Brown School of Engineering professors Iris Bahar and Kareen Coulombe were among those honored with Brown University's awards in teaching, sponsored by the Harriet W. Sheridan Center for Teaching and Learning.
Bahar was honored with the inaugural Dean's Award for Excellence in Teaching in Engineering, while Coulombe was presented with the inaugural Dean's Award for Excellence in Mentoring in Engineering.
The Excellence in Teaching in Engineering Award is presented to a faculty member in the School of Engineering in recognition of outstanding classroom teaching of undergraduate and/or graduate students. Bahar's teaching interests include courses on computer architecture, integrated circuit design, and electronic design automation. She has also been involved in teaching the introductory engineering course at Brown. This past year, her resume included both ENGN 1931I (Design of Robotic Systems) and ENGN 1630 (Digital Electronic Systems Design). She holds a dual appointment as both professor of engineering and professor of computer science at Brown.
Her nomination for the award included comments such as "Professor Bahar shows a dedication and commitment to teaching and to students that goes beyond what is required and necessary," and "She brings rigor and quality to her teaching, but is well liked and admired by all students."
Also this year's recipient of the Marie R. Pistilli Women in Electronic Design Award, Bahar's outstanding technical contributions have been in the area of energy efficient and reliable electronic system design, from high-performance systems, to embedded multicore and nanoelectronic systems. Her work is included in more than 170 papers published in peer reviewed venues, and thousands of citations for her published work. Bahar's research has been continuously funded since 1997 through various industrial and government sources, including the National Science Foundation, DARPA, DoD, SRC, Intel, IBM, Microsoft, and NASA.
Bahar received her B.S. and M.S. degrees in computer engineering from the University of Illinois, Urbana-Champaign, and her Ph.D. degree in electrical and computer engineering from the University of Colorado, Boulder. Before entering the Ph.D. program at CU-Boulder, she worked at Digital Equipment Corporation as a senior hardware designer, responsible for parts of the circuit and microarchitectural implementation in one of their processor chips. She has been on the faculty at Brown University in the School of Engineering since 1996 and is a Senior Member of the IEEE and a Distinguished Scientist of the ACM.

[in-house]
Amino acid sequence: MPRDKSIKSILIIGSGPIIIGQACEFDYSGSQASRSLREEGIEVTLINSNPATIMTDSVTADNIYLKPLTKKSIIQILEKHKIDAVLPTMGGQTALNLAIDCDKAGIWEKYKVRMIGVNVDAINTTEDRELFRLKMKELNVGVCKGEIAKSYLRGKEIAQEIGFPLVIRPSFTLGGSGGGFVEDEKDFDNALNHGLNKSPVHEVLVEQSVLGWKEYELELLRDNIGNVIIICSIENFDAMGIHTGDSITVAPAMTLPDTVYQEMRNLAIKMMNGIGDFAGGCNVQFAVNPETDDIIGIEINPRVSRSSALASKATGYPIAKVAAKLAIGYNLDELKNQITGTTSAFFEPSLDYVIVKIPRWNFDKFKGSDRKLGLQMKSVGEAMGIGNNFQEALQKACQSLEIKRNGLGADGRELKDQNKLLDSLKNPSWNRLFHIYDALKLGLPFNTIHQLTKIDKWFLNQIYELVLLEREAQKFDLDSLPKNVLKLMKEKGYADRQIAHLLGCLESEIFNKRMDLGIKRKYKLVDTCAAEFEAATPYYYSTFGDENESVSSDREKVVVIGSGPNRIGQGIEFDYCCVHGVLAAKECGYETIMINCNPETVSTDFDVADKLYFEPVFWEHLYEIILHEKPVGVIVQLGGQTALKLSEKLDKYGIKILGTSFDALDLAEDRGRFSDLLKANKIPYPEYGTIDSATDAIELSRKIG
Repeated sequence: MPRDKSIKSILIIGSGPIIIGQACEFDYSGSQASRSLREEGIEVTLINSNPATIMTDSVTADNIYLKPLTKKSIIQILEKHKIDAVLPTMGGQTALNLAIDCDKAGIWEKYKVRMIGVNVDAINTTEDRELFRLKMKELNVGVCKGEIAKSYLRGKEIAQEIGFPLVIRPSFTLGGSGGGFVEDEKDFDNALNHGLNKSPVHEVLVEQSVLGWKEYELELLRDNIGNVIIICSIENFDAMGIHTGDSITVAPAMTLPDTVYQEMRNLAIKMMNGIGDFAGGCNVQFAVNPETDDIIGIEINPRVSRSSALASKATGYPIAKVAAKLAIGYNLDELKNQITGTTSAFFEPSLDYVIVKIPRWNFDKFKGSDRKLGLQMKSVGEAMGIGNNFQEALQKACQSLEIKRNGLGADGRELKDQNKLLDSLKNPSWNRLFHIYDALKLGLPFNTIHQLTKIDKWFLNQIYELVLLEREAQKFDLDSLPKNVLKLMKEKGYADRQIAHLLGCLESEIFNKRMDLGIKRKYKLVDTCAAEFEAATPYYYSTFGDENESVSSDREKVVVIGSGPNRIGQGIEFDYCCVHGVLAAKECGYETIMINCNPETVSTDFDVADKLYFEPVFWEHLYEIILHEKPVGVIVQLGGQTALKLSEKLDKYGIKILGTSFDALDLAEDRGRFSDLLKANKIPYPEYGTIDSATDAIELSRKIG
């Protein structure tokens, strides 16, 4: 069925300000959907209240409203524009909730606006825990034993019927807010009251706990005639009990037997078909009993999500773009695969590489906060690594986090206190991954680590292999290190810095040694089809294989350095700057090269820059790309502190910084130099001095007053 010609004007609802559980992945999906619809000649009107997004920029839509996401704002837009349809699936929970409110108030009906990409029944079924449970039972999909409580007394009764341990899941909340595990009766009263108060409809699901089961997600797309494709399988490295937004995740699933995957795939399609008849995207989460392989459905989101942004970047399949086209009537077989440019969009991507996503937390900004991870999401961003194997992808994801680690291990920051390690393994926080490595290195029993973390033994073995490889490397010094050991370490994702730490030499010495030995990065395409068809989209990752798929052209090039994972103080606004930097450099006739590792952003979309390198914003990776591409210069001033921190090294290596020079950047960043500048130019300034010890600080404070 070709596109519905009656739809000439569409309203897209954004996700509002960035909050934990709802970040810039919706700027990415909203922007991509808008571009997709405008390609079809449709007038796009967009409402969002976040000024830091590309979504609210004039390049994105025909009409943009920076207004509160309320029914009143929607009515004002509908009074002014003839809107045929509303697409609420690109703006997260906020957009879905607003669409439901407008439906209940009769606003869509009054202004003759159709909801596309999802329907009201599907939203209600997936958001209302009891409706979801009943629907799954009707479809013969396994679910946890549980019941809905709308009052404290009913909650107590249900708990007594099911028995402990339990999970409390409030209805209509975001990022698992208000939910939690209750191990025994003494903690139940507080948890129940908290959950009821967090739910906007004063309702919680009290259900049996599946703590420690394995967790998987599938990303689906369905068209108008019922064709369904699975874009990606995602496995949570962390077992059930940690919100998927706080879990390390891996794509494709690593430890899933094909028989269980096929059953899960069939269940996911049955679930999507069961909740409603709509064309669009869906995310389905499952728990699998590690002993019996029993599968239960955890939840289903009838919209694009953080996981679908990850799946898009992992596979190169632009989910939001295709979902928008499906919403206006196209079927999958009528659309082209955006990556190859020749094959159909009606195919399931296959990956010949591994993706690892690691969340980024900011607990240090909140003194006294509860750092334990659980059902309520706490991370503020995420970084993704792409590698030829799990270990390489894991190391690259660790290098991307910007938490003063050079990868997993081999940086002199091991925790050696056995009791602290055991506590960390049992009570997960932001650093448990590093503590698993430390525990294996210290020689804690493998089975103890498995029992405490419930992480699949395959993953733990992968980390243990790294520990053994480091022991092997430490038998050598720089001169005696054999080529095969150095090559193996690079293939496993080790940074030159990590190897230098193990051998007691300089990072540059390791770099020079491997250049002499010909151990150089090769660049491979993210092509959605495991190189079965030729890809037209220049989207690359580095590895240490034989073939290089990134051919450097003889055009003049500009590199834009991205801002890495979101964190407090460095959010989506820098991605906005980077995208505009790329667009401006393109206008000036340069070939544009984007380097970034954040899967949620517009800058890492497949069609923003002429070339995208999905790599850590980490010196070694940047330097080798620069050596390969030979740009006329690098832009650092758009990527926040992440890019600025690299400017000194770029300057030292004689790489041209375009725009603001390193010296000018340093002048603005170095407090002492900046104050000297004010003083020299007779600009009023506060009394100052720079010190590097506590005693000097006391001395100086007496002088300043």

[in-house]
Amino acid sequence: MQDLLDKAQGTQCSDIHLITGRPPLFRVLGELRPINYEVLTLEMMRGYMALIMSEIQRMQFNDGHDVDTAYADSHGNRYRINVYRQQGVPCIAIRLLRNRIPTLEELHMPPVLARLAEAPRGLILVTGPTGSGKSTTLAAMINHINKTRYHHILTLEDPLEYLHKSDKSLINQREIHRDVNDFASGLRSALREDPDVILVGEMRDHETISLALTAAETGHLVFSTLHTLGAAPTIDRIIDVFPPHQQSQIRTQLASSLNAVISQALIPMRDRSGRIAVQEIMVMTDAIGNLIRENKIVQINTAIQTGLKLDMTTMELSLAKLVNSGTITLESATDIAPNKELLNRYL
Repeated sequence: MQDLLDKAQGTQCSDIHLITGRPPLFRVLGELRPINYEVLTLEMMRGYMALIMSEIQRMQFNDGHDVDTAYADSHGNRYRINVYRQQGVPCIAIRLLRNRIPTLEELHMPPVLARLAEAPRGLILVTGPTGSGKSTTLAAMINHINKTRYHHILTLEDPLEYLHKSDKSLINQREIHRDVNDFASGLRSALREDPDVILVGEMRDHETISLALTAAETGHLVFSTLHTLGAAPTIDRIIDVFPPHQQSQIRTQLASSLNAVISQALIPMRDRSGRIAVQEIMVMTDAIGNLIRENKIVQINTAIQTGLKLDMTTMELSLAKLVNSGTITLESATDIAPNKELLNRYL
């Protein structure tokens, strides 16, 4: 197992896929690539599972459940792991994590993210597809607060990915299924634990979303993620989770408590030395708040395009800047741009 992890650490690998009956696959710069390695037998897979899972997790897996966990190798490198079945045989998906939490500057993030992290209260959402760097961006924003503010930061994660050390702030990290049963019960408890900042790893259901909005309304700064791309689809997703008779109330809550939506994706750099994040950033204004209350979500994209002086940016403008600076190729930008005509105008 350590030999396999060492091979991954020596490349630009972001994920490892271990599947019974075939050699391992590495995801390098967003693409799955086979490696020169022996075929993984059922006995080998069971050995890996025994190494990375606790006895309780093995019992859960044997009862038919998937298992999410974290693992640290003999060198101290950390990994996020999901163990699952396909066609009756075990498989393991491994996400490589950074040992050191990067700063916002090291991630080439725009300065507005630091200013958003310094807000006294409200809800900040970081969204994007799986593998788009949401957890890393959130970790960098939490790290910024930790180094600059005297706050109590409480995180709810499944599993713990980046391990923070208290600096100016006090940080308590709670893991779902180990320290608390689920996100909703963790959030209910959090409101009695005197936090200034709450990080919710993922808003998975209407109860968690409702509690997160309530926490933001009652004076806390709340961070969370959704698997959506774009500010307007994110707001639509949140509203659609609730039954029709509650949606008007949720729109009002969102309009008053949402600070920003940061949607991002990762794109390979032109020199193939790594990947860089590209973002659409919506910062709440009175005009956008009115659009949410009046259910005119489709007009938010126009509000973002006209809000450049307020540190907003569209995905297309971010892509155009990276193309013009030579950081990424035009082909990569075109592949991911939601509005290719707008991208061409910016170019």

The Dean's Award for Excellence in Mentoring in Engineering was presented to Assistant Professor Kareen Coulombe in recognition of outstanding mentoring and advising of undergraduate students, graduate students, postdoctoral scholars, or junior faculty.
Nominations for Coulombe included the following comments: "In good times and bad, stressful or successful, Kareen has been the best mentor a graduate student could ask for. I only hope that I can provide even half of her mentoring skills to the Ph.D. students I hope to advise someday," and "Kareen is a fantastic teacher and mentor from the program level down to the individual student. She makes every decision with extreme care and is an incredible role model to her undergraduates on up to her aspiring Ph.D. students."
"Outside of the classroom, Dr. Coulombe has been an important mentor for me as a young woman in a STEM discipline. After observing her teach during my first semester as a teaching assistant, I found that I valued her passion for science, and I knew that I could learn a lot from her as a positive female role model."
Coulombe, who is both an assistant professor of engineering and assistant professor of molecular pharmacology, physiology and biotechnology, specializes in cardiovascular regenerative engineering to address global needs to develop novel therapies for cardiovascular disease. A major focus of her research is to re-engineer contractility in the heart after myocardial infarction (heart attack) using engineered human myocardium with cardiomyocytes derived from human induced pluripotent stem cells. She works to improve the vascular and electromechanical integration of engineered tissue with the host heart in order to restore cardiac contractility.
Coulombe earned a B.S. in Biomedical Engineering at the University of Rochester summa cum laude in 2001 and was a Whitaker Pre-doctoral Fellow, earning a Ph.D. in Bioengineering at the University of Washington in 2007. She was an NIH Ruth L. Kirschstein post-doctoral fellow in Pathology at the University of Washington where she won an NIH Pathway to Independence K99/R00 award in 2012, and she started as an Assistant Professor of Engineering and Medical Science at Brown University in January 2014.
The formal presentation of the awards took place on Monday, April 29, at the University Awards Ceremony organized by the Sheridan Center.